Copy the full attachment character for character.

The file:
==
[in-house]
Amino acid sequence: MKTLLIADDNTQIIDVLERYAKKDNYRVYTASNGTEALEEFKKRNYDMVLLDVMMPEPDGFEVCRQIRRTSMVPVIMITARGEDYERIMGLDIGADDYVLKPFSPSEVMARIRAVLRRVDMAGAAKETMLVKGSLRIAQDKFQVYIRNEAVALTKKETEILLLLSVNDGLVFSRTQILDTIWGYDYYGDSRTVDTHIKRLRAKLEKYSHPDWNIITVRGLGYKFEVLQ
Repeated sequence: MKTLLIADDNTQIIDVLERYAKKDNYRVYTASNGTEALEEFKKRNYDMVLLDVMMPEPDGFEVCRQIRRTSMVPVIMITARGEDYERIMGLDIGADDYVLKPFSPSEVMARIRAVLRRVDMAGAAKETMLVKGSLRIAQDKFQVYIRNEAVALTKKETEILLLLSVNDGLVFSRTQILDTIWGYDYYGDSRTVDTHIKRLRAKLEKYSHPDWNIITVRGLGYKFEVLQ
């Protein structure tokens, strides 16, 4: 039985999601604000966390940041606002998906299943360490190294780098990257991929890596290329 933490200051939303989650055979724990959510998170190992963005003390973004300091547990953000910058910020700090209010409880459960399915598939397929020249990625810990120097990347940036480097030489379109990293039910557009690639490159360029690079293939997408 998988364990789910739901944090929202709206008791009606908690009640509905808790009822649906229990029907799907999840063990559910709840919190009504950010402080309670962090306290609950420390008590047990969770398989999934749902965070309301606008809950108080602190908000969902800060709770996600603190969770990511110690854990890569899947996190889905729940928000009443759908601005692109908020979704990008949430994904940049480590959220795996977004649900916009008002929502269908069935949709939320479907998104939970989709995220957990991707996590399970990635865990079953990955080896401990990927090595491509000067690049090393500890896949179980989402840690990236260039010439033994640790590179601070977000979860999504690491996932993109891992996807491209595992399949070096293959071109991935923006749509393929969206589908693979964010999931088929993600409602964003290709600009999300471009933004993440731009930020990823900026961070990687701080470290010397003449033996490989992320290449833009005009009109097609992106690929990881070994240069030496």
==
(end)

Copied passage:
[in-house]
Amino acid sequence: MKTLLIADDNTQIIDVLERYAKKDNYRVYTASNGTEALEEFKKRNYDMVLLDVMMPEPDGFEVCRQIRRTSMVPVIMITARGEDYERIMGLDIGADDYVLKPFSPSEVMARIRAVLRRVDMAGAAKETMLVKGSLRIAQDKFQVYIRNEAVALTKKETEILLLLSVNDGLVFSRTQILDTIWGYDYYGDSRTVDTHIKRLRAKLEKYSHPDWNIITVRGLGYKFEVLQ
Repeated sequence: MKTLLIADDNTQIIDVLERYAKKDNYRVYTASNGTEALEEFKKRNYDMVLLDVMMPEPDGFEVCRQIRRTSMVPVIMITARGEDYERIMGLDIGADDYVLKPFSPSEVMARIRAVLRRVDMAGAAKETMLVKGSLRIAQDKFQVYIRNEAVALTKKETEILLLLSVNDGLVFSRTQILDTIWGYDYYGDSRTVDTHIKRLRAKLEKYSHPDWNIITVRGLGYKFEVLQ
């Protein structure tokens, strides 16, 4: 039985999601604000966390940041606002998906299943360490190294780098990257991929890596290329 933490200051939303989650055979724990959510998170190992963005003390973004300091547990953000910058910020700090209010409880459960399915598939397929020249990625810990120097990347940036480097030489379109990293039910557009690639490159360029690079293939997408 998988364990789910739901944090929202709206008791009606908690009640509905808790009822649906229990029907799907999840063990559910709840919190009504950010402080309670962090306290609950420390008590047990969770398989999934749902965070309301606008809950108080602190908000969902800060709770996600603190969770990511110690854990890569899947996190889905729940928000009443759908601005692109908020979704990008949430994904940049480590959220795996977004649900916009008002929502269908069935949709939320479907998104939970989709995220957990991707996590399970990635865990079953990955080896401990990927090595491509000067690049090393500890896949179980989402840690990236260039010439033994640790590179601070977000979860999504690491996932993109891992996807491209595992399949070096293959071109991935923006749509393929969206589908693979964010999931088929993600409602964003290709600009999300471009933004993440731009930020990823900026961070990687701080470290010397003449033996490989992320290449833009005009009109097609992106690929990881070994240069030496």